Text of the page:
In collaboration with the Erie County Bar Association’s Volunteer Lawyers Project and the Volunteer Legal Services Project of Monroe County, the School of Law is pioneering a program to help incarcerated persons press their case in federal court – a first-in-the-nation initiative.
Students in the newly established Access to Justice Hybrid Clinic, under the direction of Vice Dean Bernadette Gargano, are already working on their first inmate case. The pilot program in the Western District of New York, which stretches from Buffalo to Rochester and is supported by the volunteer work of dozens of alumni, will accept applications for help from inmates at two area federal prisons.
The clinic is an outgrowth of the law school’s successful Pro Se Assistance Program, which places students on help desks in the federal courthouses to assist litigants who are representing themselves in court. The new initiative, the Pro Se Assistance Program for Prisoners (PSAP), responds to a significant need in the federal courts: to deal fairly and efficiently with suits brought by inmates on such matters as use of excessive force and accommodation for disability or medical needs.
“Our students are going to learn a lot about the conditions in prison,” Gargano says. “Most of these cases will be civil rights cases, and student attorneys will see how procedure works in actual practice in federal court.”
In addition, she says, such work “makes you aware of the humanity of people who are separated and incarcerated, and of conditions that you might not understand otherwise. Our legal rules apply across the board, and if we’re serious about the rule of law, then we’re serious about applying it to all people.”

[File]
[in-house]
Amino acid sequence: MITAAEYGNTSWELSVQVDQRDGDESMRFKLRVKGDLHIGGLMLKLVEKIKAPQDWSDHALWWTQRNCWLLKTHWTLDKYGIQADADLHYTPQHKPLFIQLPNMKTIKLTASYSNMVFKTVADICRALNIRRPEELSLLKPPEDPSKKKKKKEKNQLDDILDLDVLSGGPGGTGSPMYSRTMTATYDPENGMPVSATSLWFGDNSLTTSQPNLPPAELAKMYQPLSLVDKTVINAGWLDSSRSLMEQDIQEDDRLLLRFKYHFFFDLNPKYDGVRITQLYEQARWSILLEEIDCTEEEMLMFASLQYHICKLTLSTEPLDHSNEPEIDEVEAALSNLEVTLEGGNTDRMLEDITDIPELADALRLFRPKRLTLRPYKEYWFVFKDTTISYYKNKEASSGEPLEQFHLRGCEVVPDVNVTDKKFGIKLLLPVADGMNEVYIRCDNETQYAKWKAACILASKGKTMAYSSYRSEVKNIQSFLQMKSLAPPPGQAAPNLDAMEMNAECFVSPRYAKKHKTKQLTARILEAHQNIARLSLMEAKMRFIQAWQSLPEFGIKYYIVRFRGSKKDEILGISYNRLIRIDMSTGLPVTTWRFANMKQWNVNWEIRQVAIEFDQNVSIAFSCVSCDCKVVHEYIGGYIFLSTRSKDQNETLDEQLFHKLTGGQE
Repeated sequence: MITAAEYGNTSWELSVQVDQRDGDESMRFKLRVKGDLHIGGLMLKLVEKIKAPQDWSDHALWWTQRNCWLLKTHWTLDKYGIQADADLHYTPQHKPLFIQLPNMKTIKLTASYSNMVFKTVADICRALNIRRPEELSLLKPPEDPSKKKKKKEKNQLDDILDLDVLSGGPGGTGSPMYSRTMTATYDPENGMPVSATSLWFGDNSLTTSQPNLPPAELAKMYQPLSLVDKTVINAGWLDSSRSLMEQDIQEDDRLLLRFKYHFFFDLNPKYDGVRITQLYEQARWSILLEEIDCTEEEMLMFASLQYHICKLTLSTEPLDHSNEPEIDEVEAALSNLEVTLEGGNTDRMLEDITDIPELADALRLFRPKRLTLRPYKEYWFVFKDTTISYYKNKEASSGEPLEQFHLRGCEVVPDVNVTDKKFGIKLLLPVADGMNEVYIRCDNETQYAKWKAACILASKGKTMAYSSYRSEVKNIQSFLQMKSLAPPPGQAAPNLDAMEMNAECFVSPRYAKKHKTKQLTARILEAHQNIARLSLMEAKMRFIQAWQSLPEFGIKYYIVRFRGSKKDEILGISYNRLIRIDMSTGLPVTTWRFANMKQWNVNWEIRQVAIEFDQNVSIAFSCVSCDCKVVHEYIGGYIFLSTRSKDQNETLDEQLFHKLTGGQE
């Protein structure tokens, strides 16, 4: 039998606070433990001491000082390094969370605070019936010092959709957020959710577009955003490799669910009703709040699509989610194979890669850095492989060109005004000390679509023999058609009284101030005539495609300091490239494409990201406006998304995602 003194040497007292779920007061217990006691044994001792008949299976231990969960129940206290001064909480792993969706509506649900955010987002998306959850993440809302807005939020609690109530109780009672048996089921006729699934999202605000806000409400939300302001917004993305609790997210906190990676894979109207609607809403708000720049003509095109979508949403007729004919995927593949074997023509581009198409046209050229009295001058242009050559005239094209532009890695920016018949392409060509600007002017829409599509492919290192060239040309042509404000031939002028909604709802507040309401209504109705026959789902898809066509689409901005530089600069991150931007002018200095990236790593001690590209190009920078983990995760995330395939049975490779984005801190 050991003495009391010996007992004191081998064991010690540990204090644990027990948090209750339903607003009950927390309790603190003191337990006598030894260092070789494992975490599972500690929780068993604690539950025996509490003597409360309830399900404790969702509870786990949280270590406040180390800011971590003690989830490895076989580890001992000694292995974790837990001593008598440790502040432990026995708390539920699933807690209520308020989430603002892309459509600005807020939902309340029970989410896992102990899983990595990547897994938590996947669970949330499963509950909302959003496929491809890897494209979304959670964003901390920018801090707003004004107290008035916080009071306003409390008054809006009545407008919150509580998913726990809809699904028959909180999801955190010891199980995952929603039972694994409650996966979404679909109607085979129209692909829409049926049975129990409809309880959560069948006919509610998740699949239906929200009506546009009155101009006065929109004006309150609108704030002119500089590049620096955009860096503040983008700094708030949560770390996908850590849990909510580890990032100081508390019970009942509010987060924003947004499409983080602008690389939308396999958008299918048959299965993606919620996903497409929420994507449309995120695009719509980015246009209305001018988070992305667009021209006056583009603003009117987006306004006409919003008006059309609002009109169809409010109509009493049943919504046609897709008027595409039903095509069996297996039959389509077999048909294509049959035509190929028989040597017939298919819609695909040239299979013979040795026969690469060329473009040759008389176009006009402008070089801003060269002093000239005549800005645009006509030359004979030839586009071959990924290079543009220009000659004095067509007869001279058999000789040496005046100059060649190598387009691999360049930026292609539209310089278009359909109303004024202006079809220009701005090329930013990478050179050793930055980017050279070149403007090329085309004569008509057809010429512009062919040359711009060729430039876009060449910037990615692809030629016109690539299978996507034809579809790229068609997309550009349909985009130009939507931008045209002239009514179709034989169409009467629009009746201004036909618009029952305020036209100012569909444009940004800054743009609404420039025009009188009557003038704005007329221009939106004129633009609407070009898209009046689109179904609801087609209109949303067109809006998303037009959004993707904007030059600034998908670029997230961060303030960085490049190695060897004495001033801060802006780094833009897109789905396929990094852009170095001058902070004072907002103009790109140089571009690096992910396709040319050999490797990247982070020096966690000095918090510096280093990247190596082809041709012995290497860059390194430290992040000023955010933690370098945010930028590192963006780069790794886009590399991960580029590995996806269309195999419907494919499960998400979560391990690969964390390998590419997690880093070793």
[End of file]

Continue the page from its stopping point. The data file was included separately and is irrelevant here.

With continuing pandemic restrictions, and because prisoners have limited access to computers and telephones, Gargano says much of the work will be carried out through the mail. When the court receives an inmate petition that it determines is overly broad, saddled with extraneous material or otherwise not ready for trial, it will refer the plaintiff to the law school’s clinic. Student attorneys, under the direction of Gargano as well as volunteer community lawyers, will help the filer focus his or her claim and advise how to proceed – likely by way of an extended back-and-forth exchange of letters.
Chief Judge Frank Geraci Jr. says about one-third of the 3,000 civil cases the Western District handles each year are pro se cases, and most of those are brought by prisoners. He says many take a kitchen-sink approach – sometimes hundreds of pages, naming everyone from the jail superintendent to the governor as defendant. He has seen complaints written on toilet paper, napkins, even bottles.
“We review every complaint to see whether or not it states a proper cause of action and a proper defendant,” Geraci says. “We do screen out a lot of frivolous claims, but if there’s any merit to it, it has to proceed.”
“These are not lawyers, and they don’t know how to articulate an argument or even present the factual background, Geraci explains. “That all has to be sorted out. Our law clerks sift through the pleadings, and sometimes they’re voluminous. With this program, a lot of that can be done up front. The hope is that we can get better filings, reduce the caseload on our staff and assist the prisoners toward having a more successful resolution.”
The pilot program is referring inmate suits from two maximum-security prisons in Western New York: Wende Correctional Facility in Alden, east of Buffalo in Erie County, and Five Points Correctional Facility in Romulus, about 60 miles southeast of Rochester. Together, the two prisons can house about 2,500 inmates.
Gargano says they’re optimistic that the prisoner assistance program will become as successful as the law school’s current pro se assistance program with the federal and family courts. “The program has been a great success, and our community partners and volunteer lawyers have been very supportive,” she says. “The experience it gives these law students is incredible.”